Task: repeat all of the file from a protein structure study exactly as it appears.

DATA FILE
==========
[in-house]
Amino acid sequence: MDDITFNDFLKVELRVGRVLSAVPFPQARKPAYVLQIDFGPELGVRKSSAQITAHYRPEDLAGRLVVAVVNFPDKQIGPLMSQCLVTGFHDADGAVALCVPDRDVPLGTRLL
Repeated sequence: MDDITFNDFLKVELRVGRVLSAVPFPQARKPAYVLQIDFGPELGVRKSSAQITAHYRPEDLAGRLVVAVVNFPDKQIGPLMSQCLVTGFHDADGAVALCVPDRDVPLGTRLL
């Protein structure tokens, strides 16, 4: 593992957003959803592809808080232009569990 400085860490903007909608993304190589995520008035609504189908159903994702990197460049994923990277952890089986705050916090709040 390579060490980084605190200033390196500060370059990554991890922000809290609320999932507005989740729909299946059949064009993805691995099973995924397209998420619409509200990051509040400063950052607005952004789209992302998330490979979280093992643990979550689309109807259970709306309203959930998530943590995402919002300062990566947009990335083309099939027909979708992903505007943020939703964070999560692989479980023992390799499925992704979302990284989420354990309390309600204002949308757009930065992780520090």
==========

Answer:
[in-house]
Amino acid sequence: MDDITFNDFLKVELRVGRVLSAVPFPQARKPAYVLQIDFGPELGVRKSSAQITAHYRPEDLAGRLVVAVVNFPDKQIGPLMSQCLVTGFHDADGAVALCVPDRDVPLGTRLL
Repeated sequence: MDDITFNDFLKVELRVGRVLSAVPFPQARKPAYVLQIDFGPELGVRKSSAQITAHYRPEDLAGRLVVAVVNFPDKQIGPLMSQCLVTGFHDADGAVALCVPDRDVPLGTRLL
């Protein structure tokens, strides 16, 4: 593992957003959803592809808080232009569990 400085860490903007909608993304190589995520008035609504189908159903994702990197460049994923990277952890089986705050916090709040 390579060490980084605190200033390196500060370059990554991890922000809290609320999932507005989740729909299946059949064009993805691995099973995924397209998420619409509200990051509040400063950052607005952004789209992302998330490979979280093992643990979550689309109807259970709306309203959930998530943590995402919002300062990566947009990335083309099939027909979708992903505007943020939703964070999560692989479980023992390799499925992704979302990284989420354990309390309600204002949308757009930065992780520090």